Given these cheeky cockney lads have only been honing their craft for a year or so, they were good and tight and somewhat reminded me of a cross between the Streets, Shame and Chas and Dave. Unfortunately we had to hotfoot it across town before it got hard and messy.
A band that can guarantee to get a broad grin across my chops are Sheffield guys SHEAFS HHHHH. In their 30 minute punchy, energetic and wild-free set at the Bread Shed they got everyone up and ready for it.
While I’ve loved SHEAFS for a while I have to admit their playing style has been a little rough around the edges in the past, but I enjoyed a much harder and neat sound this time around. I spotted a little evil glint in lead singer Lawrence’s eye before he created a mosh pit to lead. Top performance; I’d make a SHEAFS gig mandatory to every eighteen year old if I were PM.
York Fulford Arms 5th Nov, Leeds Oporto on 14 Nov. Sheffield o2 Academy 16 November – just sayin’.
In our full stride, we popped over to the wonderful Deaf Institute to catch one of my current obsessions, the insanely talented Stereo Honey HHHH. While perhaps Stereo Honey don’t have the big immediate guns of a blistering fast banger for the live music environment, their thoughtful and perfectly crafted sound soon completely enveloped the hall, and I swear I could see a sweet sticky substance slowly sinking down the walls.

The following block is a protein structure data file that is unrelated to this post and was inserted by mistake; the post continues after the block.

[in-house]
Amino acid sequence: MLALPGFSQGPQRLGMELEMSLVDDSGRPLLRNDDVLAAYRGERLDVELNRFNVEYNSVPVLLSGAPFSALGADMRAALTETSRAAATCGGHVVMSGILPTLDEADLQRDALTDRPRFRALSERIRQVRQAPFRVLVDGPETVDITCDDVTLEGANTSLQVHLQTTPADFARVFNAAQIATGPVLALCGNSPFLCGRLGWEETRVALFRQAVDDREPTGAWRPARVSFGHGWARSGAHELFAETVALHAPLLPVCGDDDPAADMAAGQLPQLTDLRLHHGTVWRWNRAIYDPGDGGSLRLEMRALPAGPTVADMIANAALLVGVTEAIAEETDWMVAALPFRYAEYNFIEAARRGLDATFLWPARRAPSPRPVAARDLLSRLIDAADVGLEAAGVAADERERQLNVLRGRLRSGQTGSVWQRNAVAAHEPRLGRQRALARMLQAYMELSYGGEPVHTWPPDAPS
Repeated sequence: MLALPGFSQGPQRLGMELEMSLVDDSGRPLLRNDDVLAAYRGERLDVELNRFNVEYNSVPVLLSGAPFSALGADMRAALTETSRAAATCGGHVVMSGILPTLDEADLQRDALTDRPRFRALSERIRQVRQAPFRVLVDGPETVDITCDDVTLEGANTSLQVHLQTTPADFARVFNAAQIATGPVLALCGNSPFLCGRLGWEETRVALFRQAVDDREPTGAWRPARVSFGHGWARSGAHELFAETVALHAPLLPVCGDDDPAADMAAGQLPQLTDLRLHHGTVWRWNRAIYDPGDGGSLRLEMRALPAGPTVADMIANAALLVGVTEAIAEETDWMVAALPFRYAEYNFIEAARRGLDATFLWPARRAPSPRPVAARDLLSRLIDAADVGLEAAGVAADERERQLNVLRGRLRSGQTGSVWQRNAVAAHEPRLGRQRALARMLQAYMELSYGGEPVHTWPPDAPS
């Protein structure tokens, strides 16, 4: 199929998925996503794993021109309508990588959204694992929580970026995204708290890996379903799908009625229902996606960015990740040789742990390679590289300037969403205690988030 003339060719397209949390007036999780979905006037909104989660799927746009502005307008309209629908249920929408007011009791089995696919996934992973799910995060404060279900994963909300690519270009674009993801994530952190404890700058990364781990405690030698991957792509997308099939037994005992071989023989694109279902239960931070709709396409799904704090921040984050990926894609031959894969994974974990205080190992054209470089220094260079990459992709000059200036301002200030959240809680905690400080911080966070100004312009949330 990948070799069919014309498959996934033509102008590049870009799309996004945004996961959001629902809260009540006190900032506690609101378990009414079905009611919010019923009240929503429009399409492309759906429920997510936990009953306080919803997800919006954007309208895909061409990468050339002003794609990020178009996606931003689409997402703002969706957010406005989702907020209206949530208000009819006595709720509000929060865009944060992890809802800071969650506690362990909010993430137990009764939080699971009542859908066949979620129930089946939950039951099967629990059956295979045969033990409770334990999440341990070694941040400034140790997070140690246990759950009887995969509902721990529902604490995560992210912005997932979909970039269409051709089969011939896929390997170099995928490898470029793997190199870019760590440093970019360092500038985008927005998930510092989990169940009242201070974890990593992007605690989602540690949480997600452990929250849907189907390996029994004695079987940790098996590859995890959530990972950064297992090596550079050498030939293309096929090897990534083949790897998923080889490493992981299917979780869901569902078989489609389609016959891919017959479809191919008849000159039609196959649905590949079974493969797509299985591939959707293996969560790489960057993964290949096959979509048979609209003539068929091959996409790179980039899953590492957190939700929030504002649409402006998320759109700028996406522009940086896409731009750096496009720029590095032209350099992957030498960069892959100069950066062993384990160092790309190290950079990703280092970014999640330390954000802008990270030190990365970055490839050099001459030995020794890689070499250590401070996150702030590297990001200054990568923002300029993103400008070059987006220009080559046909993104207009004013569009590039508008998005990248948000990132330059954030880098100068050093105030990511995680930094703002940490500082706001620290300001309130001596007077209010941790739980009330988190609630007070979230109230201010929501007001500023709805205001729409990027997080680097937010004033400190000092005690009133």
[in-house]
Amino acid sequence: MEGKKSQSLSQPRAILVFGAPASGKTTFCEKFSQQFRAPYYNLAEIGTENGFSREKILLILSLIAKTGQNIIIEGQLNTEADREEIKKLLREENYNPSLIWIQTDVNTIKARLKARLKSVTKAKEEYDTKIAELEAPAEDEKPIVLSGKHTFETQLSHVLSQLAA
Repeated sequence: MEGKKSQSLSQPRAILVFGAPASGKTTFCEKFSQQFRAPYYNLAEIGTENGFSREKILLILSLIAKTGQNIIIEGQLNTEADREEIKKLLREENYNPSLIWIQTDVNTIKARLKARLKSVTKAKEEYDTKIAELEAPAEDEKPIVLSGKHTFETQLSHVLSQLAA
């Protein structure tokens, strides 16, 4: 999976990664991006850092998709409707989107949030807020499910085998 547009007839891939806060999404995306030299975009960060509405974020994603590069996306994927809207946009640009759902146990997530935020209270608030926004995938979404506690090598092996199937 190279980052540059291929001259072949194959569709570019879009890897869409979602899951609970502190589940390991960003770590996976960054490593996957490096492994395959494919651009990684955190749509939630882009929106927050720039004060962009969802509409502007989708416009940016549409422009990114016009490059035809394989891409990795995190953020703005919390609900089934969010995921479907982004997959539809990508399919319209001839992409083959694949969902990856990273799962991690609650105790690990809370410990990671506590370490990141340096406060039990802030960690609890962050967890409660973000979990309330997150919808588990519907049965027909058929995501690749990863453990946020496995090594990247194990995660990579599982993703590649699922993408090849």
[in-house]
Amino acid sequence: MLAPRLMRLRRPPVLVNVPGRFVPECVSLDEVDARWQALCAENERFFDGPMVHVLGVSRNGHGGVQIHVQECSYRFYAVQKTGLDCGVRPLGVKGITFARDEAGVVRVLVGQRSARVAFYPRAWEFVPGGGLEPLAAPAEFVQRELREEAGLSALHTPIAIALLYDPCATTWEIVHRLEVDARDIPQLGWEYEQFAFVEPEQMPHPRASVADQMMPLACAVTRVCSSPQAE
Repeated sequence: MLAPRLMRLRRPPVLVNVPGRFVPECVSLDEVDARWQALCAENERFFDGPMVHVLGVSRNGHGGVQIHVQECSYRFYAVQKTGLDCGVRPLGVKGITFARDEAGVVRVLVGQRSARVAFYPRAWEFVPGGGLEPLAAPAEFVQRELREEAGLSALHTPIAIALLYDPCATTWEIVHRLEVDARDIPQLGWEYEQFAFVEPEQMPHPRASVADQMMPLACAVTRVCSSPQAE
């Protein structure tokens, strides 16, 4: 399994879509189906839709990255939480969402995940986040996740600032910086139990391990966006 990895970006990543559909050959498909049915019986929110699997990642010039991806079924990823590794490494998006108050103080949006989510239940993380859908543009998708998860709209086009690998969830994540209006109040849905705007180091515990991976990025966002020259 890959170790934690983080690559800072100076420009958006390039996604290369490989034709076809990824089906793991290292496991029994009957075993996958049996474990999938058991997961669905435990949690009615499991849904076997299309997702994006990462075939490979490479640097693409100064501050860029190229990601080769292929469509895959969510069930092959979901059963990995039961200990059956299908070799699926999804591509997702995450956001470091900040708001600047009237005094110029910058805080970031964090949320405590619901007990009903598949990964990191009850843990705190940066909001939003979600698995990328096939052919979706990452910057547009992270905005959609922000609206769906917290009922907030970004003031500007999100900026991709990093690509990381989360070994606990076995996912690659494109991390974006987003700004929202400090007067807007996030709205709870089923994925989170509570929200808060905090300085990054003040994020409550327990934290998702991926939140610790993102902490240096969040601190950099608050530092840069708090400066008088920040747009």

Given I’ve seen Stereo Honey four or five times, I loved that the audience were bigger and pretty much totally into that perfect, delicate, well considered sound. It was also good to see the guys enjoying their set and inciting the audience to swing into it; I’ve never quite felt the band fully embrace the live performance like this.